Over the last 12 months, Marmite has worked with the genetic testing centre DNAFit to drill down into exactly why some people are more drawn to Marmite, while others can’t stand it (and I thought it was just whether you’re a sweet or savoury kind of person).
Over 260 participants took part in the study, where they were first asked to taste a 2g serving of Marmite on their tongue for 10 seconds, before filling out a questionnaire to identify their assumed ‘love or hate’ Marmite taste preference and their reaction to Marmite.
Saliva cheek swabs were then taken from each participant to obtain DNA samples that were sent for genetic analysis to identify SNPs (single-nucleotide polymorphisms) associated with Marmite taste preference. More commonly known as ‘snips’, SNPs are single DNA building blocks that have an impact on specific traits.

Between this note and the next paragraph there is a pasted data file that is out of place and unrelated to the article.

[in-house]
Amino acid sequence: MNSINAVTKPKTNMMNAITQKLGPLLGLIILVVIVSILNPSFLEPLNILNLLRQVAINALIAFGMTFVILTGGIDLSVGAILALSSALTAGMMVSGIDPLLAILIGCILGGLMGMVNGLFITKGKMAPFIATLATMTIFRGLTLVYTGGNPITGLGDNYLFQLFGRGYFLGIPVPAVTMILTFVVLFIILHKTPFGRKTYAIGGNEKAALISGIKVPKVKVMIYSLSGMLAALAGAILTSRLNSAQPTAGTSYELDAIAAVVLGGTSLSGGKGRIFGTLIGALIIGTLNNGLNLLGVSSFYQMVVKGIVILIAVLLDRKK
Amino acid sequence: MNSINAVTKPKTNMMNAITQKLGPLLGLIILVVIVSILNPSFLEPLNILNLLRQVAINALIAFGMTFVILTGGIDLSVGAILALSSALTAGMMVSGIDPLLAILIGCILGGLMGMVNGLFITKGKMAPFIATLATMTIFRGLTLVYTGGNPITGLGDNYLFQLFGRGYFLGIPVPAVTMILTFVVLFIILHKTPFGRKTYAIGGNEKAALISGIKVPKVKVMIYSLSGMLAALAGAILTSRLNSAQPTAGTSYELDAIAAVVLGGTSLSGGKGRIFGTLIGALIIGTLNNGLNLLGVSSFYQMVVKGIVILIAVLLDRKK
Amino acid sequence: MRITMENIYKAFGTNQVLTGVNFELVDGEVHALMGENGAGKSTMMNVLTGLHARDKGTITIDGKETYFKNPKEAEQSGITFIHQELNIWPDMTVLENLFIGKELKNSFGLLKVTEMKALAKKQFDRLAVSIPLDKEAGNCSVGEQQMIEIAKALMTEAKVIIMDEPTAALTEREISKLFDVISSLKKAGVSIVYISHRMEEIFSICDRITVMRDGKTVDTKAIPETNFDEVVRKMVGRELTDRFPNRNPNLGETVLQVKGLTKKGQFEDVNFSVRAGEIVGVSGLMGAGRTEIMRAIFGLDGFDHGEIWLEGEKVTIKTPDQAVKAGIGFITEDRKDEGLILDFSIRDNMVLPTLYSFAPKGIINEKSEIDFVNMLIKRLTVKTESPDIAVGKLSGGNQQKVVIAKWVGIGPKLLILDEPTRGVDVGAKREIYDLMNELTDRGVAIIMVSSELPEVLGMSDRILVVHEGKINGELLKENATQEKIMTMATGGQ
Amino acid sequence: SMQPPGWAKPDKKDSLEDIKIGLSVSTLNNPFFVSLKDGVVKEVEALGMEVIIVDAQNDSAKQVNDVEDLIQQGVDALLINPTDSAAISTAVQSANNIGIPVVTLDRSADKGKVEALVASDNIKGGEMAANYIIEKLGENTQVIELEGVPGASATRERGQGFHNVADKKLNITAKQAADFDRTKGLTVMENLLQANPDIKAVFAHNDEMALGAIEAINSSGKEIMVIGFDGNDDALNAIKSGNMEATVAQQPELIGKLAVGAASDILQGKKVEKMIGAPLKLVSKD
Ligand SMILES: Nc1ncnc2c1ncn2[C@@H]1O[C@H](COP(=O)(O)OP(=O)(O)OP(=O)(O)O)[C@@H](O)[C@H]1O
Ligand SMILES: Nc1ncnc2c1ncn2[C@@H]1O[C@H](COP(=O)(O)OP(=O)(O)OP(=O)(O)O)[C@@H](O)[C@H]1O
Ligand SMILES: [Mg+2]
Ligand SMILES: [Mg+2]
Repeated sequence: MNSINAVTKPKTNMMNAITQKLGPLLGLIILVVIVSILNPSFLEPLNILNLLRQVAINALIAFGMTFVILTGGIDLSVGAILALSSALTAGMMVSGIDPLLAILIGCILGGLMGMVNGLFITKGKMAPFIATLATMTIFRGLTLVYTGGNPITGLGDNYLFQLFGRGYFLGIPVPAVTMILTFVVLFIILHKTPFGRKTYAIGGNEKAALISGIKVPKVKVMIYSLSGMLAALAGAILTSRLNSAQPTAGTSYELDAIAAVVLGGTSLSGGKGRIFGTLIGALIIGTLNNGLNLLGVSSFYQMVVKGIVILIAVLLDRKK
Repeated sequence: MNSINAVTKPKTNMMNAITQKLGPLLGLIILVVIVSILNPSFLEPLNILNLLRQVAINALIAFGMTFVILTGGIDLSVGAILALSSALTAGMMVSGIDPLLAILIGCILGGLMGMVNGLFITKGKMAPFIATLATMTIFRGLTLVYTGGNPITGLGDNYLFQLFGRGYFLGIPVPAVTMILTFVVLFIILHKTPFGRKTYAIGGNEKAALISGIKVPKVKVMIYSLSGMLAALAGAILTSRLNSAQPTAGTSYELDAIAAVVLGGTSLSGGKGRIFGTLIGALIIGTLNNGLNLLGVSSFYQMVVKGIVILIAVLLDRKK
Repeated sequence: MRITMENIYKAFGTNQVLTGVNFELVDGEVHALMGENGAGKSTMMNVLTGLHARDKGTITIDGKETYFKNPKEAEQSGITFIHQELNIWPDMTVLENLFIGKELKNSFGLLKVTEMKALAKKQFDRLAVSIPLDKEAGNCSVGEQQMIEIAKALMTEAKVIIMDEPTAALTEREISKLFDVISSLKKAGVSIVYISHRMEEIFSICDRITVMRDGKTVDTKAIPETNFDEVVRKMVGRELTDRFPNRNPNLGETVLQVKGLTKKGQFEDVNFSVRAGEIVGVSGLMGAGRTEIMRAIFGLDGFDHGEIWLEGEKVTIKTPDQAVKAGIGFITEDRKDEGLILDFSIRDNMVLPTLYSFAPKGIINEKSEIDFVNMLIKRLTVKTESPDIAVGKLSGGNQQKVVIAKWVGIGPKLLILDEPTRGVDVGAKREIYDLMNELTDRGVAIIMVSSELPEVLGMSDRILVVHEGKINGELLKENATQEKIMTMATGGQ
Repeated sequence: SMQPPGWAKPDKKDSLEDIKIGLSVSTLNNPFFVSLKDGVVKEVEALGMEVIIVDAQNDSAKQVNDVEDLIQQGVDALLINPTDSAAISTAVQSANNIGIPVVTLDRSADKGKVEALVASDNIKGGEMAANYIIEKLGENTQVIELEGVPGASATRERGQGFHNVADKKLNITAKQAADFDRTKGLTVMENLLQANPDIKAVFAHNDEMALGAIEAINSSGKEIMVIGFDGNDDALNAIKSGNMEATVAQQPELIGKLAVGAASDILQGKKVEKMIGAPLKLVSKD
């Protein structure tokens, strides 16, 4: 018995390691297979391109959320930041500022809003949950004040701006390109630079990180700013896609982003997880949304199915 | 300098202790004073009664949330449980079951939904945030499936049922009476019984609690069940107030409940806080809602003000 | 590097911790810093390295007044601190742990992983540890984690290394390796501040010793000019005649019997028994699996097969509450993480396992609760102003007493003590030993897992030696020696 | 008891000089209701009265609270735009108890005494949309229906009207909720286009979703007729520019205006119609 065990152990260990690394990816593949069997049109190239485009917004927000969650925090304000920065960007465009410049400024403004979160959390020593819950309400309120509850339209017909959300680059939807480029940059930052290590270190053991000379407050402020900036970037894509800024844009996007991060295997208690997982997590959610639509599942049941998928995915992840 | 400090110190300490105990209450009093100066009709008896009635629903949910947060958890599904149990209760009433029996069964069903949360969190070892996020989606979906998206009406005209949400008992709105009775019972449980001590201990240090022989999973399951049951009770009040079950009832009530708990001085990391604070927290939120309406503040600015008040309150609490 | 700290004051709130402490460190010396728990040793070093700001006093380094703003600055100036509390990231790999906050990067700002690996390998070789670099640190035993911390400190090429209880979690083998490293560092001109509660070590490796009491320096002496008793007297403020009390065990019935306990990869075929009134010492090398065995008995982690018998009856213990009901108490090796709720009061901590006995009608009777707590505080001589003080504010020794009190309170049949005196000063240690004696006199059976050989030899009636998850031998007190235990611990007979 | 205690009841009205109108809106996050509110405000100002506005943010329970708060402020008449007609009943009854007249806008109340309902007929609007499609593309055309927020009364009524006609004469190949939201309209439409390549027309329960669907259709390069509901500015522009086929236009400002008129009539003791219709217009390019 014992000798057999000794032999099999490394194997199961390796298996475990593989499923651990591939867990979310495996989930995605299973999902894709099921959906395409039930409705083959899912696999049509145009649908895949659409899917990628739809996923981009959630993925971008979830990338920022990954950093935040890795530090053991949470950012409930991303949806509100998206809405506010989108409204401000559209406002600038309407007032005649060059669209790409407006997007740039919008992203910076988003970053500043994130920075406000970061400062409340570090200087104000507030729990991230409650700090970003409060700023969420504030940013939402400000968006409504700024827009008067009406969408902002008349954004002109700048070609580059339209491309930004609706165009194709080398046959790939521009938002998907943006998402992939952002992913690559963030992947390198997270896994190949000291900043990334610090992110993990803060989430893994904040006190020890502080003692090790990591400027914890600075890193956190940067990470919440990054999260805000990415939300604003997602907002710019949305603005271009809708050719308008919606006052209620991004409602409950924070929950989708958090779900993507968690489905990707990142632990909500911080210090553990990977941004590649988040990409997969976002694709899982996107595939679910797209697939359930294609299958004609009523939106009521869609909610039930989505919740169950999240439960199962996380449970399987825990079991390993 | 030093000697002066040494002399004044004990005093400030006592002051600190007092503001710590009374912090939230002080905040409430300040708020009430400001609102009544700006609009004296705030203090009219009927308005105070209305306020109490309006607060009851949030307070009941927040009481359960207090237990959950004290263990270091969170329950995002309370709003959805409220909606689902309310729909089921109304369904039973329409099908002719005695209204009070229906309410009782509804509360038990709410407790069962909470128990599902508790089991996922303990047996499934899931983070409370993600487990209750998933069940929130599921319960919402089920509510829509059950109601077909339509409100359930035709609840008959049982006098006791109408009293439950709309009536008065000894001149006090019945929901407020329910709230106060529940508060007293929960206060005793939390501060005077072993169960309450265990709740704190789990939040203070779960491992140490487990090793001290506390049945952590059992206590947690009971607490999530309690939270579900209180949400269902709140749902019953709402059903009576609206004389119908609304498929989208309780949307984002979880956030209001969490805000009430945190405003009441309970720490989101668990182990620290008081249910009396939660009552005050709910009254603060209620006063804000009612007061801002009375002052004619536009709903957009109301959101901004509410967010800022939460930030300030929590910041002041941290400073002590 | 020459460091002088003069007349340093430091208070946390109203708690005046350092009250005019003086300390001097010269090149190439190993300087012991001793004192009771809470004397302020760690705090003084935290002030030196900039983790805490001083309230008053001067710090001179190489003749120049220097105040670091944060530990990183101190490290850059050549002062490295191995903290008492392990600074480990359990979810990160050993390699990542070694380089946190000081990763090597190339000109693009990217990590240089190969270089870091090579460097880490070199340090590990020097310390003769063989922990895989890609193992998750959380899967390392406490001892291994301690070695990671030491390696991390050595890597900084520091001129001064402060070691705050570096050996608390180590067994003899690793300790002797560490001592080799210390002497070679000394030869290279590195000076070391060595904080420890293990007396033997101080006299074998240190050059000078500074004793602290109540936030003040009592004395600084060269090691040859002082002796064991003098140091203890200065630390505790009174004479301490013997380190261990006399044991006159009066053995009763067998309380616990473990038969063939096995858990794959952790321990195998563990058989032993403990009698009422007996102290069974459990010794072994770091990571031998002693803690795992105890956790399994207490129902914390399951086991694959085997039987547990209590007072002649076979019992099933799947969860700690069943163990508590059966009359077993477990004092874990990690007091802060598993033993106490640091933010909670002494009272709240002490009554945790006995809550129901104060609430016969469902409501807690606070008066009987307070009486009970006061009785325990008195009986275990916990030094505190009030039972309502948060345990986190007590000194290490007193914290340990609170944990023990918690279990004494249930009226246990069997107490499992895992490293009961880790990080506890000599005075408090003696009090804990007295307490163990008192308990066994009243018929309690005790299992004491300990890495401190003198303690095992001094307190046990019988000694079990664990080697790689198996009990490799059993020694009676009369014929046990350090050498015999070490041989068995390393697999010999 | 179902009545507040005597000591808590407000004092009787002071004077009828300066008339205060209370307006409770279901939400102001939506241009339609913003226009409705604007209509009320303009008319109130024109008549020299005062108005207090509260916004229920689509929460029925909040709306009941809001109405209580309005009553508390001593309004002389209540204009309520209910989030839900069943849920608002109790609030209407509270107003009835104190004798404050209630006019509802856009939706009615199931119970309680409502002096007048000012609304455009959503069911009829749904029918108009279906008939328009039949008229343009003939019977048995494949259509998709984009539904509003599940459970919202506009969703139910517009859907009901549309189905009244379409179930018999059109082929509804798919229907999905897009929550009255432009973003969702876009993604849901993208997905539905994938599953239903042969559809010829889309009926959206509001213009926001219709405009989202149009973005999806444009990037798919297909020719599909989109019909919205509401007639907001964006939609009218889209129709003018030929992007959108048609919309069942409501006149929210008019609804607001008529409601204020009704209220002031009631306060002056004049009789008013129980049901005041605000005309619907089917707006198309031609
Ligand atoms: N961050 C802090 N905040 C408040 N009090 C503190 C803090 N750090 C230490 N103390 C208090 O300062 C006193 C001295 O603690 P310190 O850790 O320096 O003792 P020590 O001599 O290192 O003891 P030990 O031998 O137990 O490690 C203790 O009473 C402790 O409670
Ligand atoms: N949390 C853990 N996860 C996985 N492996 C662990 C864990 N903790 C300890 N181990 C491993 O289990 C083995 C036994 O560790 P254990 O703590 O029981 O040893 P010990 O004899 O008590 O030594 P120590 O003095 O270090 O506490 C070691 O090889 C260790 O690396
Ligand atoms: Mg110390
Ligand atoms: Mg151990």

A whopping 8,760 hours were spent swabbing, analysing and interpreting results. The Marmite Gene Project has identified 15 genetic markers that are linked to Marmite taste preference. If you are so inclined, you can read all about it in detail in the full white paper, published today.
And if you’re a Marmite fanatic, you can even buy your own gene testing kit (a snip at £89.99) or, for those cheapskates amongst you, a special ‘gene project’ themed jar at just £4.99.
Why have Marmite done this, you might ask. Well, it would appear to be an advanced version of the good old-fashioned ‘taste test’ favoured by marketers, but designed here to reinforce Marmite’s ‘love it or hate it’ strapline.
What it doesn’t do though, is explain the feelings of those people who have a response to Marmite that is just ‘yeah, I think it’s alright’.